As a tourist cruising into Estes Park on your weekend getaway, you’ll not only notice the breathtaking views of Rocky Mountain National Park and the local wildlife roaming around town, but something new will catch your eye and pique your curiosity. “No Loop,” “We Do NOT Support Action on the Loop,” “Don’t Destroy Estes,” signs (and other various forms of the same message) stuck in front-yards and display windows. What are these people protesting? As a local, I know the controversy is surrounding the proposed plan to transform downtown Estes Park into a one way “loop” in order to make traffic coming through downtown manageable. The project, that’s come to be known as “the loop,” has caused quite an uproar among locals. The arguments of those opposed to “the loop” (which is an apparently vocal majority) theorize “the loop” will ruin the integrity and charm of downtown Estes Park, a major allure of the town. Others are concerned with the businesses and houses that will have to be removed in order to make room to accommodate the new road. These are just a couple of the many reasons why occupants of Estes Park are not in favor of “the loop.”
Clifford Geertz would say “the loop” signs qualify as a symbol because they are public and can be interpreted into meaning. The way they are interpreted and the type of meaning they symbolize, though, depends on the interpreter and the culture from which they come. As a local, I see the signs as an indicator that the owner is passionately involved in the local political atmosphere of Estes Park and as well as a form of protest against “the loop”. Due to my own bias I may believe they are an older business owner that doesn’t get out of Estes Park much and is opposed to big change. From an American tourist’s interpretation, they may look at the sign, assuming it to be an item coming up for vote in the next local election, due to the similar look of political candidate signs that appear in yards around elections. They’d figure Estes Park residents are concerned about the wellbeing of their community.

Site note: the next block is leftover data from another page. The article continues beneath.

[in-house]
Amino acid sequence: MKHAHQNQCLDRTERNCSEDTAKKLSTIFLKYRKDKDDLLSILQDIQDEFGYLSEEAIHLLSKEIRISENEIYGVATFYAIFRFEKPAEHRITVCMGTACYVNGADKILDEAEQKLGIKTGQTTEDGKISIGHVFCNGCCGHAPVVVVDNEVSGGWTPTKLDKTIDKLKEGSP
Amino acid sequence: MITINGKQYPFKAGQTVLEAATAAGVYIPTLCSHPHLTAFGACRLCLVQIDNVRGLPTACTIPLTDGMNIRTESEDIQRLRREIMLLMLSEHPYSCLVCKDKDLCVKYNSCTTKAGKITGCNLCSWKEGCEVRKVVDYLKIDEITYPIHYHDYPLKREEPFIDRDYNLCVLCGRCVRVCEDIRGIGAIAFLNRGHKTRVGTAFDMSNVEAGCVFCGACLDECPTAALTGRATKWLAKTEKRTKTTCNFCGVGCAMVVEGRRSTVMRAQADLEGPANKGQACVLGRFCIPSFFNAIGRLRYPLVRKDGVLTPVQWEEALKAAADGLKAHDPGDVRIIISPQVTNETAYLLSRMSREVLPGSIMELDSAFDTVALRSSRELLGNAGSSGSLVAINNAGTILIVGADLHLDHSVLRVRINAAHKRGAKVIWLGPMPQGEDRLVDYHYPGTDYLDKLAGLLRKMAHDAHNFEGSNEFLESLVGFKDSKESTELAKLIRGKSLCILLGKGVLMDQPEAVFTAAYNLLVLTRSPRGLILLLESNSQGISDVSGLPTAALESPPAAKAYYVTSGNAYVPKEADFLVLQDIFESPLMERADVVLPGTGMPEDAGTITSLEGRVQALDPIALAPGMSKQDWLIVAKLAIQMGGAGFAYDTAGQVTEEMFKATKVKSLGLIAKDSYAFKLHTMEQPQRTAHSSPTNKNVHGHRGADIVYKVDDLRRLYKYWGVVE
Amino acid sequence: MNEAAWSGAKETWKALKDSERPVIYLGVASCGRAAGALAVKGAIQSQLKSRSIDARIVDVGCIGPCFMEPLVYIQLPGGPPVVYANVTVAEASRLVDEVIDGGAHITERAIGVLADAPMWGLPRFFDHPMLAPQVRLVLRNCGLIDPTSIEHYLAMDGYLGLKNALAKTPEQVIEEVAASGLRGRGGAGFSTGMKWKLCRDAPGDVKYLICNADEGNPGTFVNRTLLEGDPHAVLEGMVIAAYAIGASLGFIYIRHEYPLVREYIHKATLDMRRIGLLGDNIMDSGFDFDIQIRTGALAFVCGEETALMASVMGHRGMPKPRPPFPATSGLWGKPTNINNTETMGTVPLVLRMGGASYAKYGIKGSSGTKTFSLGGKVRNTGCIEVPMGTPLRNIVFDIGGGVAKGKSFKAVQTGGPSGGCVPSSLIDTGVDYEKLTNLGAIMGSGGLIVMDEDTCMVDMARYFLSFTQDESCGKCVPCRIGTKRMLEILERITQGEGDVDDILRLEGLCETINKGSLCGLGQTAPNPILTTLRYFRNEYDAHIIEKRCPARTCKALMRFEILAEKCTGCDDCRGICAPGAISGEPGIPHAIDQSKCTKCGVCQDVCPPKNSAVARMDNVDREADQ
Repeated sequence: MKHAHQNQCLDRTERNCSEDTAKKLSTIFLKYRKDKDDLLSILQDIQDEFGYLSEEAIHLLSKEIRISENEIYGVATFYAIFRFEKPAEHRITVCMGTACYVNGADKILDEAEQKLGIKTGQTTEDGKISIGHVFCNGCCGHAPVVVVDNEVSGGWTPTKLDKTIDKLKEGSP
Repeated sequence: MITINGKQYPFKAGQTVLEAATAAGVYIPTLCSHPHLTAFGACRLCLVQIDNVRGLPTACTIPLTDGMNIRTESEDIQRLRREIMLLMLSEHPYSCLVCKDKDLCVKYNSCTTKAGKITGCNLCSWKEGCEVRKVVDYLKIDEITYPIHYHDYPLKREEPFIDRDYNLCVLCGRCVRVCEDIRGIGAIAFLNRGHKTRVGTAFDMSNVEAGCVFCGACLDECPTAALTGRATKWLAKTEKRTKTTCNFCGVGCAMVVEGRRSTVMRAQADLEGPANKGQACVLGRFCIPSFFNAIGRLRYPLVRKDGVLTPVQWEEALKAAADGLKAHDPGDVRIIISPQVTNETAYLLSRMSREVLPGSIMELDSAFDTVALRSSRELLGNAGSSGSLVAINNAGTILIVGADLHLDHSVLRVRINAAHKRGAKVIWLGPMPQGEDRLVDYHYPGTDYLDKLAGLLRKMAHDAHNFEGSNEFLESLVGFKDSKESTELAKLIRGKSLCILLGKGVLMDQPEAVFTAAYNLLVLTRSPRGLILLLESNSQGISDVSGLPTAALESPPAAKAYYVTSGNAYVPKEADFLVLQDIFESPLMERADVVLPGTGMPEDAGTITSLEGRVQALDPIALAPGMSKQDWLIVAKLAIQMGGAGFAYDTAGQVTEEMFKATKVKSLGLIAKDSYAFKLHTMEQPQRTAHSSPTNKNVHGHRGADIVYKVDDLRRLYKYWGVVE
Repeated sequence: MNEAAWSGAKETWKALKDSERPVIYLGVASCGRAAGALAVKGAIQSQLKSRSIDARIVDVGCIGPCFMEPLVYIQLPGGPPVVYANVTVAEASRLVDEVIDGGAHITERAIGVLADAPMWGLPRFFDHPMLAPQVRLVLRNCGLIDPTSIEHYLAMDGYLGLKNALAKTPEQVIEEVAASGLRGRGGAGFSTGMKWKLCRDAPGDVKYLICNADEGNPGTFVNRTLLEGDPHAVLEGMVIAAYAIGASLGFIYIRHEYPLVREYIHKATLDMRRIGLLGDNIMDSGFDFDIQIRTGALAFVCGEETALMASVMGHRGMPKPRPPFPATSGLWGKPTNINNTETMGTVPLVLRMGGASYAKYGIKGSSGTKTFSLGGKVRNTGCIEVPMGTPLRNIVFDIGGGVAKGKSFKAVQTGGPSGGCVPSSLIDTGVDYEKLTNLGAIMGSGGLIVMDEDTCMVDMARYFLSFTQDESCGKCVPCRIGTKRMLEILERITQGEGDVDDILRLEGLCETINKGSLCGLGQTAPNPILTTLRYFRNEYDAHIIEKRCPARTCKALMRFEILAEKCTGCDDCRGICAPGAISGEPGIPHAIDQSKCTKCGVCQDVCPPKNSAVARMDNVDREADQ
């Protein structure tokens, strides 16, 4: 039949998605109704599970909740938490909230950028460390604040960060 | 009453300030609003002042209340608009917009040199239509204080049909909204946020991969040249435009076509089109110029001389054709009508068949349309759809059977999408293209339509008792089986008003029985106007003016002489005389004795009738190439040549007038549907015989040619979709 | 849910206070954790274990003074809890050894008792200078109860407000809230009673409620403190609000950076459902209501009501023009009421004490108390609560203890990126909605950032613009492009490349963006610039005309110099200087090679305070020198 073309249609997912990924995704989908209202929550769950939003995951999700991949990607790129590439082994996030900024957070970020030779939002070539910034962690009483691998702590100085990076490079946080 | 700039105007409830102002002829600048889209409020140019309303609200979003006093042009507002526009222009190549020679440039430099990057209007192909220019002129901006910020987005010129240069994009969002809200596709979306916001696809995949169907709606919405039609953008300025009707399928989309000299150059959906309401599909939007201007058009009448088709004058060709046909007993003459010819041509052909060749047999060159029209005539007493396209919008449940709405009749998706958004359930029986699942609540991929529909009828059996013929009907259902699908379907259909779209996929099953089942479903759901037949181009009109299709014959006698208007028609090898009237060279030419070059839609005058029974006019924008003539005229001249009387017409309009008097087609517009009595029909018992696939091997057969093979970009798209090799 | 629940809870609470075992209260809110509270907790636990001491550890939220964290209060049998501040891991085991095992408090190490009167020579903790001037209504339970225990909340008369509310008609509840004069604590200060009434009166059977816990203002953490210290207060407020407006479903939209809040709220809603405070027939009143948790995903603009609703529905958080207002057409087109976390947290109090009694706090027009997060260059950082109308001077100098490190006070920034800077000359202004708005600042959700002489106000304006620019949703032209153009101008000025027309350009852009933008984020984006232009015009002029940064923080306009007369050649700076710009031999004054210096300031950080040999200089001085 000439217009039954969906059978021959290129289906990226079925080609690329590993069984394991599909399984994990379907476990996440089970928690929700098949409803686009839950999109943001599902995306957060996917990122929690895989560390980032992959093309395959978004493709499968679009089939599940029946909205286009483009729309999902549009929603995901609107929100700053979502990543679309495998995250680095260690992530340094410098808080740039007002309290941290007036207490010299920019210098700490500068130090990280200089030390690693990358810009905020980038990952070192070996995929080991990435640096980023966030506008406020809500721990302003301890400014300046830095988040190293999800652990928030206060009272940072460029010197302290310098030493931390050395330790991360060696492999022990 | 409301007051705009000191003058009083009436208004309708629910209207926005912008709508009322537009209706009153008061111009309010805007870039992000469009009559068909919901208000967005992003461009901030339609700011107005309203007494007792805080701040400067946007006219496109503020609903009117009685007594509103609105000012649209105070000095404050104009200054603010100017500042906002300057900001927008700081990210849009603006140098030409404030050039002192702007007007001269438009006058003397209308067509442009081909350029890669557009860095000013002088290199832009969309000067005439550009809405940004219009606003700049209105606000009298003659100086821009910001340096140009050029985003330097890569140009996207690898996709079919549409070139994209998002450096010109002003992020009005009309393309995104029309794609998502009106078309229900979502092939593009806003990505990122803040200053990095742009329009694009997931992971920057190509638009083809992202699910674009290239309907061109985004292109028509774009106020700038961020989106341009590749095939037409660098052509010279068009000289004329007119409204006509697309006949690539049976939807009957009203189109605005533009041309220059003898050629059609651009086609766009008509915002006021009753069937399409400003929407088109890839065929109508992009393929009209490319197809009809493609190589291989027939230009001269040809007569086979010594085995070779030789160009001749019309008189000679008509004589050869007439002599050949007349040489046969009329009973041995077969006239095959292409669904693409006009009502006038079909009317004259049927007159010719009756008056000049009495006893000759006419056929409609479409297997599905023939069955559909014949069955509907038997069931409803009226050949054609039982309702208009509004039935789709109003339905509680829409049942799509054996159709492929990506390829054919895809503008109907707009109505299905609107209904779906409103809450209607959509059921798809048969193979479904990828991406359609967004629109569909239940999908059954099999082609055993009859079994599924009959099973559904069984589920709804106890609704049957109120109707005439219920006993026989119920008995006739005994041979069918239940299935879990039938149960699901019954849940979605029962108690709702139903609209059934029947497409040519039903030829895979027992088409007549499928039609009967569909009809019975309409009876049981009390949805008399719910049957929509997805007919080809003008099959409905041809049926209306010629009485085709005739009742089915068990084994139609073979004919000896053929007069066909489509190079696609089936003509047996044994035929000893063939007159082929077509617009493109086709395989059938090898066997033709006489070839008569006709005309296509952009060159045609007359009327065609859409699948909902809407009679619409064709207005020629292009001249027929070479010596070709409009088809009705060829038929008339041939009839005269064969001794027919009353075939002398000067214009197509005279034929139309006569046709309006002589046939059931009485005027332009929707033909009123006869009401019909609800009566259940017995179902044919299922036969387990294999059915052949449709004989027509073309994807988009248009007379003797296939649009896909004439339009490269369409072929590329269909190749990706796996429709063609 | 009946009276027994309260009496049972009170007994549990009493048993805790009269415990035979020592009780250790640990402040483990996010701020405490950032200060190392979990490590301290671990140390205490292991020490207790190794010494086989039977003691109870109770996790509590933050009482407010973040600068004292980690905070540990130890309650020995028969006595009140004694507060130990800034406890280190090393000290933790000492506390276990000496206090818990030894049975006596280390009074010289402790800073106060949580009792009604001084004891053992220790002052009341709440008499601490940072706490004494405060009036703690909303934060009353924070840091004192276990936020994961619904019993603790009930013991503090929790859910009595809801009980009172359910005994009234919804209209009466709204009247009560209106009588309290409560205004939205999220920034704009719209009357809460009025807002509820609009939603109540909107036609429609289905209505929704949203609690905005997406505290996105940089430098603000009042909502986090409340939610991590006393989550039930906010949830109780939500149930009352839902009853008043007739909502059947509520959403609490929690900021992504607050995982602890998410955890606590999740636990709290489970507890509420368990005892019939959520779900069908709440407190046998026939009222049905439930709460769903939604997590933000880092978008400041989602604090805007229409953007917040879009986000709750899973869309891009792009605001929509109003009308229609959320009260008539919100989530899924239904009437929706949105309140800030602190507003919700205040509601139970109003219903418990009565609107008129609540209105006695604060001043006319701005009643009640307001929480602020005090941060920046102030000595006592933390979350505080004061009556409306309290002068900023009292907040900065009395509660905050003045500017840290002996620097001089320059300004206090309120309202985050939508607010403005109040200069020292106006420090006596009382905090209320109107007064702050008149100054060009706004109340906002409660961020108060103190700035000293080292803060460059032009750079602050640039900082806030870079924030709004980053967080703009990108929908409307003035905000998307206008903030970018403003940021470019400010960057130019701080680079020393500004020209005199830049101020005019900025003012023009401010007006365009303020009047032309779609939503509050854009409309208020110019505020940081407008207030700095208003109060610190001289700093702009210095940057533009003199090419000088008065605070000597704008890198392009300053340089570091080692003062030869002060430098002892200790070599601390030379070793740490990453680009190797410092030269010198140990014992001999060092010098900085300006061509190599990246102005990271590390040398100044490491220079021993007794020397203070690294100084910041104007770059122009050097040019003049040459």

A culture and personality anthropologist would believe Estes Park to be a particular culture that has produced a particular type of people, which in turn produced those in opposition to the type of change “the loop,” would bring. Through the theory of culture and personality, one would wonder what aspects of Estes Park culture lead the majority of the citizens to be against “the loop.” Is the unified opinion of the project a result of small town culture or is it specific to Estes Park? Individuals against “the loop” represent a large portion of the community, their distain is seen as a “normal” way for a member of the specific culture to act. Those in favor of “the loop” are a necessary portion of the population as well, fulfilling the position of the “quiet minority.”
Clifford Geertz, “Thick Description: Toward an Interpretive Theory of Culture,” The Interpretation of Cultures, New York: Basic Books, 1973, pp. 3-30.
 Lecture, Professor Carole McGranahan, ANTH 2100 Introduction to Cultural Anthropology, 14 September 2015.